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You Could Have Gone to College for Free

Money can be such a touchy subject. Y’all ever notice that? It’s one of those topics that we not only hold an opinion on for our OWN lives, we also are very informed as to how OTHER people should be spending their money. Funny little thing.

Oh my gosh, did you see her get her nails done? Wonder how much that cost.

Organic food? Seems a bit extravagant.

You spent money on personal training? I can think of a million things to put my money into before that.

Here’s the thing: we invest in what we consider priority. I’ve heard the saying many times, “show me a person’s bank account, and I will show you what they value most.”

This goes for time as well as money. In fact, almost every single thing we spend money on is our investment into convenience. We spend money to save time, and our time is arguably the most valuable thing we have. 

You can get a nice do-it-at-home nail kit and figure out how to give yourself the manicure you want for a fraction of the cost.

You can grow your own vegetables and raise your own meat.

You can learn how to exercise on your own and find tutorial videos on the internet and even get your own training certification.

But those things take a lot of time, and often what we choose to pay for is the value of convenience. Rather than spending our time doing the research on our own, we pay to receive it directly, so that our mental load and free time is spent doing other endeavors. 

I hate to break it to you, but most of us who went to college probably could have received most of our education, if not all of it, for free via the internet and the local library. Certainly, there are fields that require guidance and experience to make sure we are meeting a specific standard before entering the workforce (I don’t really want a surgeon whose resume says “self-taught,” know what I’m sayin’?)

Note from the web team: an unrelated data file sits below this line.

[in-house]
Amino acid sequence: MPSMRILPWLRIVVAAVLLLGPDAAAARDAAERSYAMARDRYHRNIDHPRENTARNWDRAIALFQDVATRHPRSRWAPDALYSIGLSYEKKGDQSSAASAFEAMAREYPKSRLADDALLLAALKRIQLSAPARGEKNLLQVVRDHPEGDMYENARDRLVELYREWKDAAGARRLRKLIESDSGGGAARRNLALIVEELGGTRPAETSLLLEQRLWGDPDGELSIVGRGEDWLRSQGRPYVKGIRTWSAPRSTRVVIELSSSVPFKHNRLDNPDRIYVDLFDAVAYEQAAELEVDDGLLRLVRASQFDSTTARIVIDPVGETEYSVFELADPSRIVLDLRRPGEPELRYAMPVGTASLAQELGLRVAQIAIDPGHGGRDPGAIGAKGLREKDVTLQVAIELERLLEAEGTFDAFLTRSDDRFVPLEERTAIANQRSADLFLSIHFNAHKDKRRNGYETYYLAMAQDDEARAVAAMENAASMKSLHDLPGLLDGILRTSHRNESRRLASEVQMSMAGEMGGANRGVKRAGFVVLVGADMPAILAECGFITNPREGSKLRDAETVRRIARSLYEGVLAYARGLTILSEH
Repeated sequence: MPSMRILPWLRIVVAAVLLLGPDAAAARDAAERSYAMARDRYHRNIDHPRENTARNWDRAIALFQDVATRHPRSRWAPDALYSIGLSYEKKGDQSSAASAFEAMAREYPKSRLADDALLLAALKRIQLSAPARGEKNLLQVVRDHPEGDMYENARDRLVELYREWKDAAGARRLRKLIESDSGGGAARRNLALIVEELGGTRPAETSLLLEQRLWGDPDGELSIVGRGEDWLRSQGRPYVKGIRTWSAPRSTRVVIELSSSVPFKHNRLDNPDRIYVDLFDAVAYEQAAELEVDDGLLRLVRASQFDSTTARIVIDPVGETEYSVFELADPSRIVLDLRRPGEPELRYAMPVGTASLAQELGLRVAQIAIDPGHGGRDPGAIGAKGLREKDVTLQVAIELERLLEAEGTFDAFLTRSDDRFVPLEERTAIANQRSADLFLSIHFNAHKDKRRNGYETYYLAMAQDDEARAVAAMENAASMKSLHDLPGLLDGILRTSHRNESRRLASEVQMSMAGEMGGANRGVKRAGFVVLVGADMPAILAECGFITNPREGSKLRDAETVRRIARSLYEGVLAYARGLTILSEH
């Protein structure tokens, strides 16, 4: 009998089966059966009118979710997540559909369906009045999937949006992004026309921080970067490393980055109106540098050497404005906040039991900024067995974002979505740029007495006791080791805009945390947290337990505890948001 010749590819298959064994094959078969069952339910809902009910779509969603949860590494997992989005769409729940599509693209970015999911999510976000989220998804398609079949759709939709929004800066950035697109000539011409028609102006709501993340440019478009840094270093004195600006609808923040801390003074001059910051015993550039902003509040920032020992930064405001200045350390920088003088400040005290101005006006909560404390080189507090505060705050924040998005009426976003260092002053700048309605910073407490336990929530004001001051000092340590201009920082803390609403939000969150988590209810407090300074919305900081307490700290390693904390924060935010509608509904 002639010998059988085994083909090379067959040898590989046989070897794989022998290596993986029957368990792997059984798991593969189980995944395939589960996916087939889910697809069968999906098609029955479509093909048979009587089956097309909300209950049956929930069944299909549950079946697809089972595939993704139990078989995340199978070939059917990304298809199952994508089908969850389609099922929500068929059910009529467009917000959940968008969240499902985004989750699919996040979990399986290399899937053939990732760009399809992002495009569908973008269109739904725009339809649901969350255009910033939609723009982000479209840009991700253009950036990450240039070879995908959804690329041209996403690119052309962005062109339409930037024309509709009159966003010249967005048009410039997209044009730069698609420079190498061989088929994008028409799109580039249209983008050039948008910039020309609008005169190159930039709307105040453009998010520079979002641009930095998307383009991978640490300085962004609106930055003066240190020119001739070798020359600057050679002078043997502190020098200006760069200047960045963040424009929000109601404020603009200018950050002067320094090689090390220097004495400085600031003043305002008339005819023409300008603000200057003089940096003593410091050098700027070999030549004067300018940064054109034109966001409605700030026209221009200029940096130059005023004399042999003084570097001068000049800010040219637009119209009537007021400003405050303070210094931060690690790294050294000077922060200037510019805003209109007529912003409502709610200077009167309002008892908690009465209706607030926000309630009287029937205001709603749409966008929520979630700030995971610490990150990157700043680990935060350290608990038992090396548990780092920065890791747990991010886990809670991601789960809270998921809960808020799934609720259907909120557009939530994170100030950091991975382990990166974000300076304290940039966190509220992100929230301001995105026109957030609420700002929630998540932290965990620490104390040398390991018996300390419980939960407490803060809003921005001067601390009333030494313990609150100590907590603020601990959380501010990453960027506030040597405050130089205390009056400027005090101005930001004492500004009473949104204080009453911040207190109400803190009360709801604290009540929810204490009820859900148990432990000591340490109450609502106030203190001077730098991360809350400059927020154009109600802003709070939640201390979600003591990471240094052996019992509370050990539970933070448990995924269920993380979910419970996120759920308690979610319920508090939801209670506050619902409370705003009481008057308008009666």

That being said, it is technically possible to find, collect, and study all the information we receive in a classroom or from a coach on our own. But just because that is true and someone knows it’s true, isn’t necessarily enough of a motivation to get them to do it. That’s why we pay for help or for someone else to do it for us, and that’s not necessarily a bad thing. In fact, in many scenarios it’s absolutely necessary.  

Here’s the real kicker: we all value different things. We put things in different orders of priority, and this means that we will choose to invest our money in different things.

No matter what you value, it’s best not to spend above your means – that’s budgeting 101.  

Whatever you choose to spend your money on though, make it intentional. Whenever possible, make the investment in something you acknowledge is important to you. This can even include something as simple as eating out with a friend, because you’re prioritizing time spent socializing outside of the home. 

Own your investments, friends. Whatever they look like.

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